Rapper and athlete Tytist Dean finds the beat on and off the basketball court


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Cedarville guard Tytist Dean (3). (Photo courtesy of Cedarville University)

If Tytist Dean, an MBA student at Cedarville University in St. Paul, Minnesota, could choose one word to describe his life journey playing NCAA Division I basketball and to produce Christian rap music would be “unorthodox”.

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Although Dean has been a sports fanatic from a young age, a football injury in high school, school transfers and coaching transitions made a sports career distant. “I felt like I always had to prove myself to new coaches,” Dean said.

“In my last basketball game in high school, I had no offers,” Dean added. “The bells rang, and I went to my family and started crying because my dream was to play college ball, and it just didn’t seem feasible anymore. “

Even though his hoop dreams were called into question, Dean spent countless hours in high school mixing and developing tracks in his family’s family studio.

Dean’s father, Korey Dean, has been producing Christian hip-hop for over 20 years. He owns the One Way Entertainment label and has been nominated for the Stellar Awards for gospel music. Tytist’s mother, Mariaha Markel, creates spoken word poetry. Both of her parents are Grammy nominees. Her brother, K-Jay, started making music at the age of 9 and her sister, Celena Lena, produces rap music. You could say that the musical talent is family.

Although Tytist originally avoided the title of “rapper”, preferring backstage production and audio engineering, he began to wonder as a high school student if he could be a person of influence with his music. . So, in the winter of 2017, Dean released his first six-track EP recording, “What Can I Say?”

“I sacrificed so much to be in the studio, to the point where my friends almost stopped asking me to go out,” he said, describing the effort required to produce his first EP.

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“Many people have recognized that the favor of the Lord has brought me to where I am. It’s like he’s saying, ‘I still have you. Despite its current appearance, the impossible is still possible. ‘ “- Tytist Dean

Tytist Dean performing his music. (Photo courtesy of Cedarville University)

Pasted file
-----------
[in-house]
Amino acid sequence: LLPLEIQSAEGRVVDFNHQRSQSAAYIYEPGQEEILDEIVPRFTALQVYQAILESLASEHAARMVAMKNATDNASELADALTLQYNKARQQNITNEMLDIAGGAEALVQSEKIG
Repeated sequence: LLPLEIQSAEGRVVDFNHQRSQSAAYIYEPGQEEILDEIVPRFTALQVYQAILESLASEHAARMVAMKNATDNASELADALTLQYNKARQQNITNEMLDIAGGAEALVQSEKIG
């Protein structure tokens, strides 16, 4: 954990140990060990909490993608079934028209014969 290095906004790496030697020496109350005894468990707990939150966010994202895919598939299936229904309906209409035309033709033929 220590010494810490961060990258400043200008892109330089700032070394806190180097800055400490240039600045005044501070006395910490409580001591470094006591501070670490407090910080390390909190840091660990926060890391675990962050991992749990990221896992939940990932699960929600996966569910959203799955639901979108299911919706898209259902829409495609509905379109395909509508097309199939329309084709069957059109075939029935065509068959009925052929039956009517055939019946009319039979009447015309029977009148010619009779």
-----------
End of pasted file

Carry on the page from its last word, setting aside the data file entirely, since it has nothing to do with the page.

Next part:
About a month after his last game in high school, a family friend of Dean, who specializes in matching low-profile athletes with college programs, called Liberty University. After Dean’s subsequent visit and basketball tryout, Liberty coach Ritchie McKay offered Dean a preferred replacement position.

Dean was a member of the Flames for three seasons – all of which ended with places in the NCAA tournament (although the 2020 tournament was not played due to the coronavirus pandemic). But for various reasons, Dean still had three years of eligibility after graduating from Liberty in 2021.

That’s when Dean got a call from Cedarville, Ohio University basketball coach Pat Estepp, who asked him to visit the Division II school and try . A week after the visit, Estepp offered Dean a full scholarship to play for the Cedarville Yellow Jackets. Dean enrolled at Cedarville in 2021 and is currently pursuing an MBA.

“Many people have recognized that the favor of the Lord has brought me to where I am,” Dean said. “It’s like he’s saying, ‘I still have you. Despite its current appearance, the impossible is still possible. ‘ “

Primarily targeting an audience between the ages of 18 and 25, Dean couldn’t be in a better context to produce his rap music. Since moving to Cedarville, Dean has continued to write and produce both individually and with his sister. They both recently played at the Cedarville basketball launch event, “Madness in the moonlight.” The sibling duo “Sis N Lil Bro” will release their second studio album in early 2022.

Over the past four years, Dean has performed his music in approximately 70 events. Some of his fondest memories include a performance at the Twin Cities Youth Revival in Minneapolis, Minnesota, in front of over 60,000 people, as well as the 2017-2018 CRU New Years Youth Seminar.

“There is always room for growth; no one is perfect, ”Dean said. “It is very helpful to surround yourself with people who love Christ, people who don’t need centuries-old influences to be their main source of happiness and influence. There is nothing wrong or embarrassing about having a good time without causing problems or constantly looking over your shoulder.

Dean’s main passion is basketball, which he wants to pursue professionally, whether it’s playing on the court, coaching on the bench, or working in a company. But anyway, he’ll make music. While perhaps unorthodox, Dean’s personal history is nonetheless marked by basketball and musical talent, as well as community support.

This story was originally written by Anna Grace Galkin of Cedarville University and republished with her permission.

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